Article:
One Dimensional Conservation of Momentum and Energy

**One** **Dimensional** **Conservation** **of** **Momentum** **and** **Energy**

Purpose

1. Study the conservation **of** momentum **and** energy in one dimension by examining the

motion **of** colliding carts on a track.

2. Determine velocity for one or two carts before **and** after their collision

Theory

1. **Momentum** **and** energy

For bodies travelling in one dimension, position **and** velocity can be simply specified;

position will be a distance from the origin, **and** velocity will be either positive or negative

based on the direction **of** travel. (For instance, an object travelling to the right may be

considered to have a positive velocity, while one travelling to the left will have a negative

velocity.) When two objects moving in one dimension collide, the following equations hold:

Initial momenturm P = mv + m v

i

1 1i

2 2i

(1)

2 1

Initial energe E = m1v

1i

+ m2v

2 2

1 2

1 2i

(2)

Final momenturm P = m v + m v

f

1 1 f 2 2 f

2 1

Final energe E

f

= m v1

f

+ m2v

2 2

1 2

1 2 f

(3)

(4)

In above equations, m 1 **and** m 2 are masses for cart 1 **and** cart 2, **and** V 2 **and** V 1 are their

velocities. The subscripts i **and** f refer to initial **and** final states. Since velocities can be

positive or negative, this means that in the above equations, momentum can be positive or

negative, while energy must always be positive (unless it is zero, in which case there is

no motion.)

2. Elastic collision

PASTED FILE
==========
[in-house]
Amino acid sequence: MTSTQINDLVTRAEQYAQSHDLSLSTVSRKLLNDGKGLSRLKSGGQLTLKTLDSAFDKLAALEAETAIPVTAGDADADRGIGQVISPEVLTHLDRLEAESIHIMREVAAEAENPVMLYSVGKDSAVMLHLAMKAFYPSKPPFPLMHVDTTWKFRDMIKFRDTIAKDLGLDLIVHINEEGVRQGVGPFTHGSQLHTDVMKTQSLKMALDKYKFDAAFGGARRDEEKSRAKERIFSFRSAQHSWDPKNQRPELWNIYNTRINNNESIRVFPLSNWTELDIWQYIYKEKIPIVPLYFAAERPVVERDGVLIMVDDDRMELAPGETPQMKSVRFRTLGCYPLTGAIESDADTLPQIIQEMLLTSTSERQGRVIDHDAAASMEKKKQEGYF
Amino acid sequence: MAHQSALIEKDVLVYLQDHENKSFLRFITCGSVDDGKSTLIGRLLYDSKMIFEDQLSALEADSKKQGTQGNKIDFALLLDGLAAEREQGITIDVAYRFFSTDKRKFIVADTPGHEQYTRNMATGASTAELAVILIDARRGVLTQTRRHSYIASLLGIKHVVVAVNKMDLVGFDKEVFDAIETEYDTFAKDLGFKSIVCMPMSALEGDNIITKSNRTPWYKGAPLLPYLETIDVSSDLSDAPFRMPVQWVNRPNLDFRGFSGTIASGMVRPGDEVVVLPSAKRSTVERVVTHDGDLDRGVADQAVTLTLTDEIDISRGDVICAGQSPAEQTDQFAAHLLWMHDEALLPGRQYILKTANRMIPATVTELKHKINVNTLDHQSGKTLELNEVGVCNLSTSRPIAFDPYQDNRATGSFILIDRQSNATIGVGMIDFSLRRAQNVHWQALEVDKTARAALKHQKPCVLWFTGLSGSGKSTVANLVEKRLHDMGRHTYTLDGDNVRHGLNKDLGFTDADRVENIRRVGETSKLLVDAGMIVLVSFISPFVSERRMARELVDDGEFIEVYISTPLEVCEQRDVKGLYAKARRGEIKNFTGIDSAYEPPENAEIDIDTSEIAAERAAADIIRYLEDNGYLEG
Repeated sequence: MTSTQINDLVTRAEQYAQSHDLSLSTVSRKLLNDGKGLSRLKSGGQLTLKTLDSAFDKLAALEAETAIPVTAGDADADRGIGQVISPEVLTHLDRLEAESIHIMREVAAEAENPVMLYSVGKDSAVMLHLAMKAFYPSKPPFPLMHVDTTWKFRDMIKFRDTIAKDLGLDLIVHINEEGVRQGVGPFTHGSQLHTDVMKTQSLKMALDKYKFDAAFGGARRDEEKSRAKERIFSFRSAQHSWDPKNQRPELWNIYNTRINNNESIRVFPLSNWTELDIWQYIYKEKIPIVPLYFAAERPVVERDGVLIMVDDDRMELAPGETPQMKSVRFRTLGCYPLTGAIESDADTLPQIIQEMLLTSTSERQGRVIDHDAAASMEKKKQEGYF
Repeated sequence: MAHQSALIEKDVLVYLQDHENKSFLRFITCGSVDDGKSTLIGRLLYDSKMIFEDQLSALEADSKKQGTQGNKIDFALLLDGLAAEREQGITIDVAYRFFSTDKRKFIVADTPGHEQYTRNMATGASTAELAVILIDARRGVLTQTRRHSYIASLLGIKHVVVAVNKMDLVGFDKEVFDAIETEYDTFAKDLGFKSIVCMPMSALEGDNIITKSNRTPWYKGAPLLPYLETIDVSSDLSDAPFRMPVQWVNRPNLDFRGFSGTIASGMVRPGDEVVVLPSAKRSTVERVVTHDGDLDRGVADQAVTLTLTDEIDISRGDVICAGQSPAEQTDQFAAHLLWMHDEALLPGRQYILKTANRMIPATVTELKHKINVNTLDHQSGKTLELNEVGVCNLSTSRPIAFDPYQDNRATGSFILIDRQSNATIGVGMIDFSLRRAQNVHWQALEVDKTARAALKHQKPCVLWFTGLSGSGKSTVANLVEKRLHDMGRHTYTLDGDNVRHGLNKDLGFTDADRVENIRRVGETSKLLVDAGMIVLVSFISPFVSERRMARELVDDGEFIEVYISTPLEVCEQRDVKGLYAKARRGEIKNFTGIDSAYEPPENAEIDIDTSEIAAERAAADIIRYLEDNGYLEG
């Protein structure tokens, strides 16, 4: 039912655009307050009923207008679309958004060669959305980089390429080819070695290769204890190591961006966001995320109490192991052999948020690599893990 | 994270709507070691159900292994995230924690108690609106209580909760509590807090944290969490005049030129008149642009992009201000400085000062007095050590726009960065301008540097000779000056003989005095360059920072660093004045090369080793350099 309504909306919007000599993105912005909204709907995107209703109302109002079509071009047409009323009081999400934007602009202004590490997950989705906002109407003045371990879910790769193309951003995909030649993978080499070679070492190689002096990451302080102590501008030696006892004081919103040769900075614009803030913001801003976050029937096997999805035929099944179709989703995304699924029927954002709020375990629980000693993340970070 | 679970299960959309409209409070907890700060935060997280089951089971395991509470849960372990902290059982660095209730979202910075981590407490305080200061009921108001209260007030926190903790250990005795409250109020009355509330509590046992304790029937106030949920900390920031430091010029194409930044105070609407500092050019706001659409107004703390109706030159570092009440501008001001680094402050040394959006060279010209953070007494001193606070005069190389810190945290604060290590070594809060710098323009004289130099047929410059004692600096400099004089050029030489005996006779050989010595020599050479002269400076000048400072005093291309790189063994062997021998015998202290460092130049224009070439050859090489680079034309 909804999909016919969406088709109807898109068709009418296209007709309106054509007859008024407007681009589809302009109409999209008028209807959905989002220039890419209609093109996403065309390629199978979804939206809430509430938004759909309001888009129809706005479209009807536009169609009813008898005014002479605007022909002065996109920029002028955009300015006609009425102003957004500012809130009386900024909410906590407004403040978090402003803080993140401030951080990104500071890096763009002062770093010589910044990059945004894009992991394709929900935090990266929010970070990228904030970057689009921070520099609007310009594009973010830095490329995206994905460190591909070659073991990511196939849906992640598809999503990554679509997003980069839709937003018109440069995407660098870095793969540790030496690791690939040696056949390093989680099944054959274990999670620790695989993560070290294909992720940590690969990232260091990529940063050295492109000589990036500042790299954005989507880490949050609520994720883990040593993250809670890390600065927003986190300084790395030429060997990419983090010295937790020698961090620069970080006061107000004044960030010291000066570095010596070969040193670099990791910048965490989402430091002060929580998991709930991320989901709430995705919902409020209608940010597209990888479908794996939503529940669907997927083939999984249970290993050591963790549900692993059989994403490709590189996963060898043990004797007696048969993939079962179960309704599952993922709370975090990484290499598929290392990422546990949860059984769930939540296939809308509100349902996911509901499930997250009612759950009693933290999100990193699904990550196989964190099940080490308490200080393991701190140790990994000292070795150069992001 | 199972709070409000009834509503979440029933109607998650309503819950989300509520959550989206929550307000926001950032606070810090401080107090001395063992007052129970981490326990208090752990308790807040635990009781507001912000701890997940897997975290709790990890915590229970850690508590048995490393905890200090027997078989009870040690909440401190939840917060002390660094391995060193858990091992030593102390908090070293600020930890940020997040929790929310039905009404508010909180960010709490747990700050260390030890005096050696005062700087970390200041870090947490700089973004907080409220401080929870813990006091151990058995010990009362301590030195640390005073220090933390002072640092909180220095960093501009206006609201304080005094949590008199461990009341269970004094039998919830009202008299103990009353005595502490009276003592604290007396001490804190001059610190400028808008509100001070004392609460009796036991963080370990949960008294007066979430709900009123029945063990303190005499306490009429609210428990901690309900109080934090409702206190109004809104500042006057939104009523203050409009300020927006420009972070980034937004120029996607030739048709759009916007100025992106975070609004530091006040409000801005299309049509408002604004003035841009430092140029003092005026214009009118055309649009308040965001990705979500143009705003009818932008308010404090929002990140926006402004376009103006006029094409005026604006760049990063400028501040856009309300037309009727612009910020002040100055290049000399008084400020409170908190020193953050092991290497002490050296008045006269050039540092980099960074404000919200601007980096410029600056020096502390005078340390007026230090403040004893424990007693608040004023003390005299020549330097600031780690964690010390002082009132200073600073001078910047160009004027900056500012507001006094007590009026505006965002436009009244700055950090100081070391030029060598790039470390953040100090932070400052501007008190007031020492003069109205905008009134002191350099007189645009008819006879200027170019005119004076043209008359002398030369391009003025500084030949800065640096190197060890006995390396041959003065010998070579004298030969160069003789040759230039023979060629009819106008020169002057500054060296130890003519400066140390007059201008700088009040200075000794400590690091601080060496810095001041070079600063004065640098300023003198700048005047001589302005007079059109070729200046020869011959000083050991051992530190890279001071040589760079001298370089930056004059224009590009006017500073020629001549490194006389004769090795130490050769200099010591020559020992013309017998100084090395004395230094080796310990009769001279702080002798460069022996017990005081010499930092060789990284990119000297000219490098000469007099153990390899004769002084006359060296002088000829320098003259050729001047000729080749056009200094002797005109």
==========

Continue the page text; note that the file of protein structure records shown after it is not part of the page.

For any collision, momentum should be conserved. **Energy** will also be conserved if a

collision is elastic. When two bodies collide, an elastic collision doesn’t lose energy

because the mechanic energy doesn’t convert into heat while an inelastic collision does

lose energy. To have an elastic collision, carts are equipped with magnets. Once they are

collided, their bodies don’t touch each other because magnets push them away. It enables

the collision elastic. Once the elastic collision holds, the following equation can be used

to calculate the final velocities for cart 1 **and** 2:

⎛ m1

− m2

⎞ ⎛ 2m2

⎞

v1

f

= ⎜ v1

i

v2i

m1

m

⎟ +

⎜

2

m1

m

⎟ (5)

⎝ + ⎠ ⎝ +

2 ⎠

⎛ 2m1

⎞ ⎛ m1

− m2

⎞

v2

f

= ⎜ v1

i

v2i

m1

m

⎟ −

⎜

2

m1

m

⎟ (6)

⎝ + ⎠ ⎝ +

2 ⎠

If m 1 = m 2 , **and** v 2i =0 then Equation (5) becomes

⎛ 2m2

⎞

v

1 ⎜

⎟

f

= v2i

= v2i

= 0 (7)

⎝ m1

+ m2

⎠

⎛ 2m1

⎞

v2

f

= ⎜ v1

i

= v1

i

m1

m

⎟ (8)

⎝ +

2 ⎠

However, if m 2 = 3 m 1 , **and** v 2i =0 then Equation (5) becomes

v = −v

/ 2 (9)

1 f 1i

v = v / 2 (10)

2 f 1i

3. Dependent measurement

This experiment will require calculations with repeated dependent measurements. A

“ladder” consists **of** thirteen alternative black **and** transparent lines, shown in Figure 3.

When a cart carrying a “ladder” moves along the track it will pass through two inferred

light beams collimating to two sensors. The light beams either are passed through or